3. Consultation on ITS to establish the templates for the register of information (Art. 28.9)
  4. Consultation on RTS to specify the policy on ICT services performed by ICT third party service providers (Art. 28.10)) 2022/2554 with public consultation from 26 May 2023 to 23 June 2023.
  5. The public consultation for the opinion of the ESAs (EBA, ESMA and EIOPA) for the European Commission on the delegated acts under the European supervisory framework in accordance with Articles 31 and 43 of Regulation (EU) 2022/2554 took place from 26 May 2023 to 23 June 2023.

3. Ongoing consultations

The public consultation of the European Supervisory Authorities EBA, ESMA and EIOPA on the following drafts will take place from 8 December 2023 to 4 March 2024:

  1. Consultation of the RTS on Threat Led Penetration Testing (Art. 26.11)
  2. Consultation of the RTS on the specification of elements in the subcontracting of critical or important functions (Art. 30.5)
  3. Consultation of the RTS to determine the reporting of serious ICT incidents (Art. 20.a)
  4. Consultation of the ITS to determine the details of reporting on major ICT-related incidents (Art. 20.b)
  5. Consultation of the GL for cooperation between the ESAs and the CAs regarding the structure of supervision (Art. 32.7)
  6. Consultation of the RTS on harmonisation of the conditions for carrying out monitoring activities (Art. 41)

III. Focus of DORA

DORA essentially focusses on (1) ICT risk management and (2) the monitoring of critical ICT third-party service providers. These are implemented in Germany by the FinmadiG. Implementation takes place through amendments to numerous laws and ordinances, which is why we have referred to the provisions and structure of DORA in the following brief summary for the sake of clarity:

1. Focus: ICT risk management

  1. Art.5 DORA – Responsibility of the management:
    Management is responsible for ICT risk management. Management must actively keep abreast of ICT risks and attend regular ICT-specific training sessions.
  2. Art.6 DORA – ICT Risk Management Control Function
    The function of the ICT Risk Management Control Function must be set up by the management. The tasks are similar to those of the Information Security Officer (ISO). Strict separation of the control function and first line (IT). Strong regulatory expectation to keep the ISB in-house.
  3. Art.8 DORA – Knowledge of own information and systems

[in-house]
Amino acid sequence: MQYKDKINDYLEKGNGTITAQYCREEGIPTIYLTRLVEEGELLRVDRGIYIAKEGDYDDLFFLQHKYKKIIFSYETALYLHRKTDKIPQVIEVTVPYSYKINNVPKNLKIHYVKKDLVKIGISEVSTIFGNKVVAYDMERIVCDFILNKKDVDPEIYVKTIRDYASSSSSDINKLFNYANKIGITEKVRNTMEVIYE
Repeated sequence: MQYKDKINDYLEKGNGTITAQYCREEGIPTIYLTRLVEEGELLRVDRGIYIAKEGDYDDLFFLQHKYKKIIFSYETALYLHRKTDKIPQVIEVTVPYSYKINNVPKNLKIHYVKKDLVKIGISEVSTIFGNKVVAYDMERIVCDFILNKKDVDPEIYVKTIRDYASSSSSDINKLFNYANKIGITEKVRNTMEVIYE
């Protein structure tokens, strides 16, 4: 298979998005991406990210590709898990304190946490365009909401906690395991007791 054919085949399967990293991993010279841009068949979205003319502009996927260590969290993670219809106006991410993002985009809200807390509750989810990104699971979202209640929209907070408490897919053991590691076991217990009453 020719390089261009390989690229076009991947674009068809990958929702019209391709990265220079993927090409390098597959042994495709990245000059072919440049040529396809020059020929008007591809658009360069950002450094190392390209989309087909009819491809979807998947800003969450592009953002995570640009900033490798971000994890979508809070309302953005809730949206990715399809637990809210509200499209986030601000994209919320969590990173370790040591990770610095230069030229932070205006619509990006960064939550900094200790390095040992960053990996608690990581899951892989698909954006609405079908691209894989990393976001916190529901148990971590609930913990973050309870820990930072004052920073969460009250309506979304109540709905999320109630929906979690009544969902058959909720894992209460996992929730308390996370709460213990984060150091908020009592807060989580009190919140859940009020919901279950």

ICT systems and information used in business functions must be identified and classified. This also applies to information that is not held in centralised systems (such as Office documents or IDVs).
  4. Art.6 DORA – Stricter requirements for encryption
    Data must be encrypted in all states (at rest, in transit & in use). Internal as well as external network traffic must be encrypted. Lifecycle management must be set up for cryptographic keys.
  5. Art.10 DORA – Prioritising the elimination of vulnerabilities
    Requirements for automated vulnerability scans and the elimination of vulnerabilities have increased. Automated vulnerability scans at least weekly. Supply chain risk is moving into focus. Elimination of vulnerabilities through patches has top priority.
  6. Art.11 DORA – Detailed safety requirements
    Only use authorised software and storage media. Security must also be in place in the home office and when working remotely. Special training for employees who administer cloud access. Special protection for cloud access.
  7. Art. 16 DORA – Testing the source code
    Authorisation must be obtained from specialist departments and asset owners for security measures, among other things. Test environments should adequately reflect the production environment. The integrity of the source code must be protected. Source code and software from third parties must be analysed and tested.
  8. Art.13 DORA – Strengthening network security
    Creation of a visual network plan. Internal and external protection of network traffic. Regular testing and certification of firewall rules. Annual review of the network architecture. Creation of the option to temporarily isolate subnets, network components and devices.
  9. Art.21 DORA – User identification
    Each natural person should be given a unique identity, which should also be retained in the event of reorganisation and after the end of the collaboration. Access and access management requirements remain largely the same.
  10. Art.27 DORA – Test scenarios for cyber attacks